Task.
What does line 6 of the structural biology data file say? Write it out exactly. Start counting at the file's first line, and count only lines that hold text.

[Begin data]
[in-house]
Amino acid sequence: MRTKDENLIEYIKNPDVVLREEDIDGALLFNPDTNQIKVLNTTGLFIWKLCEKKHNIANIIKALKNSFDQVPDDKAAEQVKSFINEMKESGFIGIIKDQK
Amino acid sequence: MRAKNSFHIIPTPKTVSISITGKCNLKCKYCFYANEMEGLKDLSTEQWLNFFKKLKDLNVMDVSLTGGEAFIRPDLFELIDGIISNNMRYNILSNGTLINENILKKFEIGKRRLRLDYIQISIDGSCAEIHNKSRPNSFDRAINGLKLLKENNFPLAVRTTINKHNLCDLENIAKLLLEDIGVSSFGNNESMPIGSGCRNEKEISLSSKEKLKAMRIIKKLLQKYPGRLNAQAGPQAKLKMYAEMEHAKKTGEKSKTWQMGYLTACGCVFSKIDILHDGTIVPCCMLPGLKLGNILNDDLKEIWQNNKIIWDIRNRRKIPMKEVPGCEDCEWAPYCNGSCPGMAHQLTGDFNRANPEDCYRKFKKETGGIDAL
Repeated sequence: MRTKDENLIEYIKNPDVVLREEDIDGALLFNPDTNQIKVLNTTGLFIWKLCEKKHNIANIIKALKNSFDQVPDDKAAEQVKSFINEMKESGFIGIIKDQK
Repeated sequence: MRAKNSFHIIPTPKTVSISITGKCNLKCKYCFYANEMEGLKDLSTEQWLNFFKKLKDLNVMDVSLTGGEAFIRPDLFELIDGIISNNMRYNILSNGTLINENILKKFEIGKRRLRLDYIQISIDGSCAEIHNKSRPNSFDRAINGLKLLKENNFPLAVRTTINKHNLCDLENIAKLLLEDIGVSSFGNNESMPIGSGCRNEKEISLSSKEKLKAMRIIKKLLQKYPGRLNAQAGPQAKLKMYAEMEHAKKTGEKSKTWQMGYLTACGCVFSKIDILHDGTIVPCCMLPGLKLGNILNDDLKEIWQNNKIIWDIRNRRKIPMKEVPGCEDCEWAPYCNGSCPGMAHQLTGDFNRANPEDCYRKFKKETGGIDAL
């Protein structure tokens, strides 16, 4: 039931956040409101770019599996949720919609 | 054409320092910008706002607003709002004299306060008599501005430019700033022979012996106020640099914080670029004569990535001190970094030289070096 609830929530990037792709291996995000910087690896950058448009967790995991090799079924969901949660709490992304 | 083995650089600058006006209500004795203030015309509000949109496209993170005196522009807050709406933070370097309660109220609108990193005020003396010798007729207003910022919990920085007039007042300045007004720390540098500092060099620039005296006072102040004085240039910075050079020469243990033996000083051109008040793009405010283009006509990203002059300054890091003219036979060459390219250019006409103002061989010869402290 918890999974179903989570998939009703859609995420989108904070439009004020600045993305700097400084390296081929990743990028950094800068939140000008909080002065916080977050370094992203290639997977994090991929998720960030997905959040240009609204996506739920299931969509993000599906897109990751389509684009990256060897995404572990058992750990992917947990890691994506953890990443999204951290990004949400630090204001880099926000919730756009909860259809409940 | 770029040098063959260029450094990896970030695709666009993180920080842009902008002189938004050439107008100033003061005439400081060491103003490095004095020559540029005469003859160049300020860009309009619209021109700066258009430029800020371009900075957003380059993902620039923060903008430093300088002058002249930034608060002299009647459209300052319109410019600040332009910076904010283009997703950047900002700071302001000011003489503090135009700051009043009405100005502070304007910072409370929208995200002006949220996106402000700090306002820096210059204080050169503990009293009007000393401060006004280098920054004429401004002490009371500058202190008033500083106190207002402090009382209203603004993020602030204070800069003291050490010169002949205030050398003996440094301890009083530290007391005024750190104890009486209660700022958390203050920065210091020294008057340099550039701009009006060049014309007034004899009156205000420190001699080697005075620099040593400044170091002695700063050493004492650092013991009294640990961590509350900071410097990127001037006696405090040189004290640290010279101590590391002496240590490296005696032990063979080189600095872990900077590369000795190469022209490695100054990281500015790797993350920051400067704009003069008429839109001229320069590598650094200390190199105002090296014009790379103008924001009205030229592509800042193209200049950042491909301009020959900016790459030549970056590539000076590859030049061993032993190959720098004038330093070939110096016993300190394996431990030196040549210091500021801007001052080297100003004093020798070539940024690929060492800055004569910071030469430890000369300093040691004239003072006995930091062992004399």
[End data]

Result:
């Protein structure tokens, strides 16, 4: 039931956040409101770019599996949720919609 | 054409320092910008706002607003709002004299306060008599501005430019700033022979012996106020640099914080670029004569990535001190970094030289070096 609830929530990037792709291996995000910087690896950058448009967790995991090799079924969901949660709490992304 | 083995650089600058006006209500004795203030015309509000949109496209993170005196522009807050709406933070370097309660109220609108990193005020003396010798007729207003910022919990920085007039007042300045007004720390540098500092060099620039005296006072102040004085240039910075050079020469243990033996000083051109008040793009405010283009006509990203002059300054890091003219036979060459390219250019006409103002061989010869402290 918890999974179903989570998939009703859609995420989108904070439009004020600045993305700097400084390296081929990743990028950094800068939140000008909080002065916080977050370094992203290639997977994090991929998720960030997905959040240009609204996506739920299931969509993000599906897109990751389509684009990256060897995404572990058992750990992917947990890691994506953890990443999204951290990004949400630090204001880099926000919730756009909860259809409940 | 770029040098063959260029450094990896970030695709666009993180920080842009902008002189938004050439107008100033003061005439400081060491103003490095004095020559540029005469003859160049300020860009309009619209021109700066258009430029800020371009900075957003380059993902620039923060903008430093300088002058002249930034608060002299009647459209300052319109410019600040332009910076904010283009997703950047900002700071302001000011003489503090135009700051009043009405100005502070304007910072409370929208995200002006949220996106402000700090306002820096210059204080050169503990009293009007000393401060006004280098920054004429401004002490009371500058202190008033500083106190207002402090009382209203603004993020602030204070800069003291050490010169002949205030050398003996440094301890009083530290007391005024750190104890009486209660700022958390203050920065210091020294008057340099550039701009009006060049014309007034004899009156205000420190001699080697005075620099040593400044170091002695700063050493004492650092013991009294640990961590509350900071410097990127001037006696405090040189004290640290010279101590590391002496240590490296005696032990063979080189600095872990900077590369000795190469022209490695100054990281500015790797993350920051400067704009003069008429839109001229320069590598650094200390190199105002090296014009790379103008924001009205030229592509800042193209200049950042491909301009020959900016790459030549970056590539000076590859030049061993032993190959720098004038330093070939110096016993300190394996431990030196040549210091500021801007001052080297100003004093020798070539940024690929060492800055004569910071030469430890000369300093040691004239003072006995930091062992004399």